Photo courtesy of Link-Belt
Caterpillar engines go into a variety of heavy equipment, including cranes. Link-Belt is one user of Cat engines.

Caterpillar Inc. doesn't just build engines for its own machines; it also sells them to other heavy equipment makers.

Yesterday's federal consent order involves nearly 600,000 Caterpillar diesel engines that were shipped to dozens of original-equipment manufacturers of trucks and heavy equipment, according to public records obtained by ENR.

The complaint, filed July 28 in the U.S. District Court for the District of Columbia, alleges that Caterpillar Inc. shipped 590,282 diesel engines missing emission controls to more than 50 on- and off-road OEMs from 2002 to 2006. A list of impacted models is detailed in the lawsuit (PDF).

Most engines were delivered with their tailpipe controls shipped separately. Under federal law, engines must leave the factory meeting U.S. emissions standards.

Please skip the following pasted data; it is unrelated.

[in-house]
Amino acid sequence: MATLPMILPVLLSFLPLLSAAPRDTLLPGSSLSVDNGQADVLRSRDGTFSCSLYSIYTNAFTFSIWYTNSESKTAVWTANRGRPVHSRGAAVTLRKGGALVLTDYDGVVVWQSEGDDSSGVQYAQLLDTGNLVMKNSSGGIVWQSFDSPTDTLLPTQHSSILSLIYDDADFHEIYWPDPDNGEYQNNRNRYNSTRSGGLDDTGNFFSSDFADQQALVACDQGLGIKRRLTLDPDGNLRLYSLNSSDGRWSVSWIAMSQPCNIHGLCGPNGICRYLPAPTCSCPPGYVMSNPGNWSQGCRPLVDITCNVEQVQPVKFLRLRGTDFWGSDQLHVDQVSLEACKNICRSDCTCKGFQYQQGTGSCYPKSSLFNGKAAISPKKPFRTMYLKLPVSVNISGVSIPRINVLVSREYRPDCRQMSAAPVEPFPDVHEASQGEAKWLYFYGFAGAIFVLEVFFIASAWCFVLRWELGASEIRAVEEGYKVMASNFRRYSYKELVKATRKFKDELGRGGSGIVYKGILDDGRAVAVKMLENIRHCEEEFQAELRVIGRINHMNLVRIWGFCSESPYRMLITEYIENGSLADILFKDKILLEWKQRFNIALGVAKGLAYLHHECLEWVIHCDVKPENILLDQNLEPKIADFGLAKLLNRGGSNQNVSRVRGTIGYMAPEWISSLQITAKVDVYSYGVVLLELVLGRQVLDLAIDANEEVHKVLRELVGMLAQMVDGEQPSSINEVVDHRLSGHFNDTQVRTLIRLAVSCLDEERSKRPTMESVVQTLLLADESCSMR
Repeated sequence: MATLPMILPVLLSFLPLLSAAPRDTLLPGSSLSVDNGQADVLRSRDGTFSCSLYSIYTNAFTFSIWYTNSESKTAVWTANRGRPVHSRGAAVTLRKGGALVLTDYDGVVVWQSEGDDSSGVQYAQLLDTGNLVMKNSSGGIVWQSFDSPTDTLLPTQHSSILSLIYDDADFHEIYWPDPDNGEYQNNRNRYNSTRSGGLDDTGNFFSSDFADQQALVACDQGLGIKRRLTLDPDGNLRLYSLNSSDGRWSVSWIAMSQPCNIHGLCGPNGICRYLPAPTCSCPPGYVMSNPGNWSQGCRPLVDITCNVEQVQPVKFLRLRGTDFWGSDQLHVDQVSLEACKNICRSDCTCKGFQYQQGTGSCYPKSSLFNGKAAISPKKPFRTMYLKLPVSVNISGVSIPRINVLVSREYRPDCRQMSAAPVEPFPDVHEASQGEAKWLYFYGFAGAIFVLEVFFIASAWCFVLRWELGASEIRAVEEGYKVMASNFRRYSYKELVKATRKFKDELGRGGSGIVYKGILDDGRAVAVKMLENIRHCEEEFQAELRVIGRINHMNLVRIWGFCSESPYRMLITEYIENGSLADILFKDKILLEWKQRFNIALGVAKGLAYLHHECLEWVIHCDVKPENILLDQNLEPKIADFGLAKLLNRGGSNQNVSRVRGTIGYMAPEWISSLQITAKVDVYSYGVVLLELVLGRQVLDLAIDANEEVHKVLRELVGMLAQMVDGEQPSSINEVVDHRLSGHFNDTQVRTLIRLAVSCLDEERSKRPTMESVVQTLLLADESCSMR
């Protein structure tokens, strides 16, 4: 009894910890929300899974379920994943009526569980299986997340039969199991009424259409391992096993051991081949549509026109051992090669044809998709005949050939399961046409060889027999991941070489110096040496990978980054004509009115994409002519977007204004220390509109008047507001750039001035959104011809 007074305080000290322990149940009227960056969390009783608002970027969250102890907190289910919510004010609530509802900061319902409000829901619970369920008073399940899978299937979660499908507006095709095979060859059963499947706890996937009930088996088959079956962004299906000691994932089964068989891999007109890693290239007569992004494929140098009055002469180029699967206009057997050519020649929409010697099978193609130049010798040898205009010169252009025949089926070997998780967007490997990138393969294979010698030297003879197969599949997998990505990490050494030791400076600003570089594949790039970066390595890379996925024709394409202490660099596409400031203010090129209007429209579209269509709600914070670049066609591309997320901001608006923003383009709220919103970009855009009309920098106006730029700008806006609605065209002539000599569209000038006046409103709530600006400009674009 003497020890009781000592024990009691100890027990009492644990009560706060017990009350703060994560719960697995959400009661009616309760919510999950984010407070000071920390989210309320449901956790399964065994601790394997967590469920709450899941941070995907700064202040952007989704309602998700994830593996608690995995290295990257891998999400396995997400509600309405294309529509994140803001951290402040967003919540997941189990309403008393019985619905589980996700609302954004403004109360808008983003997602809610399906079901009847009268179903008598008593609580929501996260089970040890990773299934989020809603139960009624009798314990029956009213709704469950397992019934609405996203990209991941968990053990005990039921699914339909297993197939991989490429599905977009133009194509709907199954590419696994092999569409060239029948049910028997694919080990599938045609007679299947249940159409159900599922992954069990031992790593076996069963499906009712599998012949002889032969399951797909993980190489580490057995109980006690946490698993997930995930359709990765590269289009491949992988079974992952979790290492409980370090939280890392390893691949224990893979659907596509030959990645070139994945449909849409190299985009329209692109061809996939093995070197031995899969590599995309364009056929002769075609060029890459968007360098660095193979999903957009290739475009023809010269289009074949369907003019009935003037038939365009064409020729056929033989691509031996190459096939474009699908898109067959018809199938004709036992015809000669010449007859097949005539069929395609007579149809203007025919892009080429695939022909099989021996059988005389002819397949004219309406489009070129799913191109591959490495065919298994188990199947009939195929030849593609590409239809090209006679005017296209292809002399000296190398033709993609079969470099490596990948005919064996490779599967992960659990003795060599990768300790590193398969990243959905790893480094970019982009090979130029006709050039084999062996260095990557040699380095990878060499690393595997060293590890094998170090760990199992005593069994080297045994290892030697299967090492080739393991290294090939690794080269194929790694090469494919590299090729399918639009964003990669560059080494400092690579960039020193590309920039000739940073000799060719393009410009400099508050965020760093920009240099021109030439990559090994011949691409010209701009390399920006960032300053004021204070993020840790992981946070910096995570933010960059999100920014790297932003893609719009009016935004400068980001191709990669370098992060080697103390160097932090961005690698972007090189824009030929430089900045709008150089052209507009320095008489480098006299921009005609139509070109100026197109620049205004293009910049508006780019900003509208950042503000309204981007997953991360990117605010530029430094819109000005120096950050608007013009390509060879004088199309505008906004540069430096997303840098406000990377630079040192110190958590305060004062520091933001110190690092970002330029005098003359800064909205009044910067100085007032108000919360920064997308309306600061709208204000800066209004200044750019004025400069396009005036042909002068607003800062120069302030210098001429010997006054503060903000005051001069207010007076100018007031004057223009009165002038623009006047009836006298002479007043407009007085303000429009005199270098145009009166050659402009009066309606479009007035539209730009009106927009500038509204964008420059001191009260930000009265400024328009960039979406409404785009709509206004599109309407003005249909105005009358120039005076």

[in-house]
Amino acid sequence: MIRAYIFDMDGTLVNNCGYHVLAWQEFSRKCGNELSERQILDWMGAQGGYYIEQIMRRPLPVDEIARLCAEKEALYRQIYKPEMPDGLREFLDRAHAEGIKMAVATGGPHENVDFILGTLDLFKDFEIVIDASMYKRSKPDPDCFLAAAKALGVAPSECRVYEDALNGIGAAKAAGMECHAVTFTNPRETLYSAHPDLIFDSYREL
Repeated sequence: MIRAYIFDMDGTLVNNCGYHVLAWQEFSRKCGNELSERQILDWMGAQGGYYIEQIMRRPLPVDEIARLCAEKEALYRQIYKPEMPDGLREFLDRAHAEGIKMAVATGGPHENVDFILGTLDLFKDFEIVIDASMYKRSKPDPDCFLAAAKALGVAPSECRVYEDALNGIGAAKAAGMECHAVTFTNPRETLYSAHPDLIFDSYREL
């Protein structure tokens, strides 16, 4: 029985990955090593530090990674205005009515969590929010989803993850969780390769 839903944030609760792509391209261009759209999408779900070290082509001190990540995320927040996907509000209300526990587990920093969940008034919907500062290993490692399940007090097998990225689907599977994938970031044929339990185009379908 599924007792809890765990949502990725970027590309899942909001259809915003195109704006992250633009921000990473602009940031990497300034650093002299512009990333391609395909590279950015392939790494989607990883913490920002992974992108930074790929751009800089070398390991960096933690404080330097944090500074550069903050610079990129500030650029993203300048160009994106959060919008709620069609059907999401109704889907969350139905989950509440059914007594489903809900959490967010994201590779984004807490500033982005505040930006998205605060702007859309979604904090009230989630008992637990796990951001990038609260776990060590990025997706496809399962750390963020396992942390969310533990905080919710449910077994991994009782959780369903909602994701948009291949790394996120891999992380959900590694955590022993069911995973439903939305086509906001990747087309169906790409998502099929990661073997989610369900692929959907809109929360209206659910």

In the case of 925 of the engines, the fuel injectors were not programmed correctly, potentially causing the engines to emit excess nitrogen oxides and particulate matter, the lawsuit says.

"The vast majority of these engines has already been addressed in the company's ongoing recall program," Bridget M. Young, a Caterpillar spokeswoman told ENR via e-mail. The Peoria, Ill.-based company will formally notify clients of the recall, she added.

Caterpillar engines are used in a variety of heavy machinery, such as earthmovers, cranes, loggers and farm tractors. They also are the main source of power in many over-the-road trucks.